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Technical Information Article

​Edge sealants for wood-based boards

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Protecting board edges is a vital part of board performance in humid conditions. This wood information sheet gives guidance on suitable materials.Edge sealants are treatments or products applied to the edges of wood-based panel products such as plywood and particleboard to prevent or retard the absorption of water under damp or wet conditions. There are many materials which have a potential edge sealing role but none should be relied upon to compensate for poor design or detailing.

Good design should be the first means of reducing moisture penetration through the edges of wood-based boards with edge sealants being used as a supplement.

THE NEED FOR EDGE SEALING

Many of the problems which eventually beset wood-based panel products in service could be avoided if the edges were effectively sealed against moisture before being installed. Unfortunately, all too often the faces of the board are decorated and protected whilst the edges, often hidden from view, are neglected. This can lead to premature failure of decorative treatments, the board itself, or both.

Water is absorbed much faster into the edges of an unprotected board than into the faces. The reason is that, whether the board be plywood, blockboard or particleboard, much of the timber exposed at the edges can be end grain. Wood structure may be likened to close-packed tubes along which water can pass easily but between which it cannot easily permeate. Therefore water is absorbed into the end grain of timber much faster than it is across the grain. This difference can be from several times to several thousand times faster depending on the species of timber.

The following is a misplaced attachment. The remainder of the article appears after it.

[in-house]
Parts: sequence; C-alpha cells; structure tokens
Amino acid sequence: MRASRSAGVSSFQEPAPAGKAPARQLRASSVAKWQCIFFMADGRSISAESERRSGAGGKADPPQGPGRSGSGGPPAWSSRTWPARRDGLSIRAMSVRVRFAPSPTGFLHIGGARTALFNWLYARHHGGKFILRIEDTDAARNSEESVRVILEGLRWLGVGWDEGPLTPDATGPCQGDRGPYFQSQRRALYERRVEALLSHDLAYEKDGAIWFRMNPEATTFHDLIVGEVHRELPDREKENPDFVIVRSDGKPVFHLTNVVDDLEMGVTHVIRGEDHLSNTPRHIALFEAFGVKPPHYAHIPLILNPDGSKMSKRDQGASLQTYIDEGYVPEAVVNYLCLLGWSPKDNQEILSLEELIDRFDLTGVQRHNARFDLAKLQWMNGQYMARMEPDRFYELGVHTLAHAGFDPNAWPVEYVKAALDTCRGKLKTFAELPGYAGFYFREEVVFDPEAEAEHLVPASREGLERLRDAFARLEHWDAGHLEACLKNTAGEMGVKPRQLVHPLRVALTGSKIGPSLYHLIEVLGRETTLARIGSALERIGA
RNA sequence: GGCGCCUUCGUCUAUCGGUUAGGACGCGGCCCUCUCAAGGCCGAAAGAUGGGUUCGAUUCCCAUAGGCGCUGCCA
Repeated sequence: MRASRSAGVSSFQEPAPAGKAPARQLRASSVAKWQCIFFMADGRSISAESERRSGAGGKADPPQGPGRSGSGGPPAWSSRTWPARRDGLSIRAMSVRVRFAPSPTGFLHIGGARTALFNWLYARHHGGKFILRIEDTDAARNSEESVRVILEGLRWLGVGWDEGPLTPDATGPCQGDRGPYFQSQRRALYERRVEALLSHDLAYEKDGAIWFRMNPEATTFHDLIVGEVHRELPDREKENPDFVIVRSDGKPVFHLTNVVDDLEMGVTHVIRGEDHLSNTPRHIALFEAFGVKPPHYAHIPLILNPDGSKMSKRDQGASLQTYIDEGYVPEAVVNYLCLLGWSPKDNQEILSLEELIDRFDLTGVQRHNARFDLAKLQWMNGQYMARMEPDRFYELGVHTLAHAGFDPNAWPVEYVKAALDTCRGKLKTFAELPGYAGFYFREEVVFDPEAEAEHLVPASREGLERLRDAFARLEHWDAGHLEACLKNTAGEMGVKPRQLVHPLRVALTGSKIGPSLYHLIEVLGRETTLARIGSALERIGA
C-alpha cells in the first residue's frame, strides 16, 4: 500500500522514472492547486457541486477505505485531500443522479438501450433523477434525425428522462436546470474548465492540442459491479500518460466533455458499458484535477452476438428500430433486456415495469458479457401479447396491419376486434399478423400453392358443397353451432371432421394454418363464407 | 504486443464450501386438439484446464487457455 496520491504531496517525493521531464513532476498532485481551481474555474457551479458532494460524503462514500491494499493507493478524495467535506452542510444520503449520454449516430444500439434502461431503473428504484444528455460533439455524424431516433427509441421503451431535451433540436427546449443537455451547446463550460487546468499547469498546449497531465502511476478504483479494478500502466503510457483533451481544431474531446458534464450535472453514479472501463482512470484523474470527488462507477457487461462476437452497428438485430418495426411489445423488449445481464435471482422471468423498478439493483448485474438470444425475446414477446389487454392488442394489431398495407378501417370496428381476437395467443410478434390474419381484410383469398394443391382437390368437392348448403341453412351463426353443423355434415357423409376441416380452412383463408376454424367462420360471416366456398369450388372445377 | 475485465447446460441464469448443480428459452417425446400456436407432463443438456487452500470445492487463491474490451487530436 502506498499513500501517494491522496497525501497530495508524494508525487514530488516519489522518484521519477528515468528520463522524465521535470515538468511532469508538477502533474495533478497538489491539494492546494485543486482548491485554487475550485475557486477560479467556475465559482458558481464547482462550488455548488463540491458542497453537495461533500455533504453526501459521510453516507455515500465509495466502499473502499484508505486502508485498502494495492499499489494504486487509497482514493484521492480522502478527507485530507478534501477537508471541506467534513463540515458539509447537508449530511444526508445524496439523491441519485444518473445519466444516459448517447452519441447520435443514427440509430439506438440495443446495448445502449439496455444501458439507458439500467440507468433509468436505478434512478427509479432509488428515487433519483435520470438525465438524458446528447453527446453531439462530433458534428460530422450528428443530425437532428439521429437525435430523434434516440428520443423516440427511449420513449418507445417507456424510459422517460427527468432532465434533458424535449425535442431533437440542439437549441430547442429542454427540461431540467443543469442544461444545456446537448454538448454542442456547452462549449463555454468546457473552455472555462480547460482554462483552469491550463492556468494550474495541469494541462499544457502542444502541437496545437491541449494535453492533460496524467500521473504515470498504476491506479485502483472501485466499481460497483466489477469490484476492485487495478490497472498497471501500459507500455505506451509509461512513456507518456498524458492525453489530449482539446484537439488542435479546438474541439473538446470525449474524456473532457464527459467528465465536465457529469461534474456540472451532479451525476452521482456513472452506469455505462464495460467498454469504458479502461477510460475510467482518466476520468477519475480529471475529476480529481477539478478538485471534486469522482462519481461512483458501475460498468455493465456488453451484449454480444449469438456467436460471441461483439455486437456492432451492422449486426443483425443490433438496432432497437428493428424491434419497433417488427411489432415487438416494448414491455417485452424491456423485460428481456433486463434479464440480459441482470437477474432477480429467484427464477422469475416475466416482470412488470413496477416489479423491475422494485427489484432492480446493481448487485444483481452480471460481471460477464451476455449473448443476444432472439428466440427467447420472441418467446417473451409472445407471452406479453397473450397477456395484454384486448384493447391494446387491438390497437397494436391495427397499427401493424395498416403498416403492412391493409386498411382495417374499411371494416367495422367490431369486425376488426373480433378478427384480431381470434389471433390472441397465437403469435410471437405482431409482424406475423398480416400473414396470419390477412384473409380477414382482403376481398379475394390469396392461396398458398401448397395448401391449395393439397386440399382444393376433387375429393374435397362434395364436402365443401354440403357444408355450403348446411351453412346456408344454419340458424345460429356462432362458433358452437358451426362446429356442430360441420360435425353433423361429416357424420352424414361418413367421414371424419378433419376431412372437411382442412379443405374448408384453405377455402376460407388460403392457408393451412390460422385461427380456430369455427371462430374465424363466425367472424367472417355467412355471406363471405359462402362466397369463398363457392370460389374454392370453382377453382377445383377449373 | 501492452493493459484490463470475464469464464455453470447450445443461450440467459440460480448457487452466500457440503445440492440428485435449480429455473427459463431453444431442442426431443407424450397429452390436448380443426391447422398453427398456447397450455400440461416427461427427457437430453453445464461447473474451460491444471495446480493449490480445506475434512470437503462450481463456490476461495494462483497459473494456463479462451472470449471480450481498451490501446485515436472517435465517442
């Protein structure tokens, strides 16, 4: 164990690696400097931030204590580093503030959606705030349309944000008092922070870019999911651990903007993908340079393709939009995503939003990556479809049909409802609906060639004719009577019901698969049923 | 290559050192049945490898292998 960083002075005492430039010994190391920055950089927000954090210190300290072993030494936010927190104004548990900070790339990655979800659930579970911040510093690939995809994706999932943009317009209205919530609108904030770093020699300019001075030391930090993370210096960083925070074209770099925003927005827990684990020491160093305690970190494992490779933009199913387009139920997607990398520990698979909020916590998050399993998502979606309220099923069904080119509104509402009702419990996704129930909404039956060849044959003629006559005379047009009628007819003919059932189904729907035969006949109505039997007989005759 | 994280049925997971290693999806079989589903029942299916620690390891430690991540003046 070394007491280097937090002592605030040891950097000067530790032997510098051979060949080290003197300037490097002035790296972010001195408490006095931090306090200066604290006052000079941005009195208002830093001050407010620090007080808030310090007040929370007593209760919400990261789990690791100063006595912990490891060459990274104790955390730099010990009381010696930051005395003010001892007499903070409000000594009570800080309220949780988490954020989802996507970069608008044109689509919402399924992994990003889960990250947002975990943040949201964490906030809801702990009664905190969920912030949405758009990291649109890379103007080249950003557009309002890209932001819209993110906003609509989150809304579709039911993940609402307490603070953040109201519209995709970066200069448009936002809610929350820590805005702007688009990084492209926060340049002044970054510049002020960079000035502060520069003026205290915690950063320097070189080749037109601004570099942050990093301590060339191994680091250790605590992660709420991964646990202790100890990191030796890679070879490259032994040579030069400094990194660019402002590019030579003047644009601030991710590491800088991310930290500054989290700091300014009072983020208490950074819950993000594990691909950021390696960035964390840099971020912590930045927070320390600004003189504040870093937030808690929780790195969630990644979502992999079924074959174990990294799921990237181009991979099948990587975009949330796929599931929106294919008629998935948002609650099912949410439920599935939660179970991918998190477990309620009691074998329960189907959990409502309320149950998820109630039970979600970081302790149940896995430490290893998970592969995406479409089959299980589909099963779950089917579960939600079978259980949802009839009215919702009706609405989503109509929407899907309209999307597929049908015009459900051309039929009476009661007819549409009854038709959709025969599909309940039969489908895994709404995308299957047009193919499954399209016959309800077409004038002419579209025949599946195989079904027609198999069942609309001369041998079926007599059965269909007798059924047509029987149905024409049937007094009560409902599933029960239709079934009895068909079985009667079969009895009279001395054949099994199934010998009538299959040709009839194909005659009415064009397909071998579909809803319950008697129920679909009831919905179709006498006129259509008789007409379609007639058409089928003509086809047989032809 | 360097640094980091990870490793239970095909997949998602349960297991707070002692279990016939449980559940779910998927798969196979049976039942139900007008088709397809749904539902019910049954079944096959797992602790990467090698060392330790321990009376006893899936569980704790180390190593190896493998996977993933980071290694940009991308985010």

The effect of such water penetration through the edges can cause any or all of the following faults:

  • swelling of the board edges
  • discolouration and watermarking
  • failure of surface coatings
  • mould and stain development
  • decay
  • delamination or disintegration

Absorption of water by wood causes swelling. This is a reversible process, the original dimensions being recovered when the wood is allowed to dry out. Even in solid timber repeated swelling and shrinkage is likely to result in splitting and distortion but in the case of wood-based boards, the problem is rather worse. This is because, during the manufacture of plywood, particleboard, etc the boards are subjected to heat and pressure which compresses them somewhat. When these boards get wet the compression is relieved to some extent and the boards will never regain their original thickness, even though dried thoroughly. This sort of problem can be seen frequently, for example with formwork linings if the edges of the boards have not been sealed. The edges swell to become thicker than the rest of the board and this ridge is imprinted on the concrete as a furrow.

Water penetrating from the edge towards the centre of the board can redistribute some of the natural colouring materials (extractives) in the wood to form a (usually) dark zone line or watermark roughly parallel to the exposed edge of the board.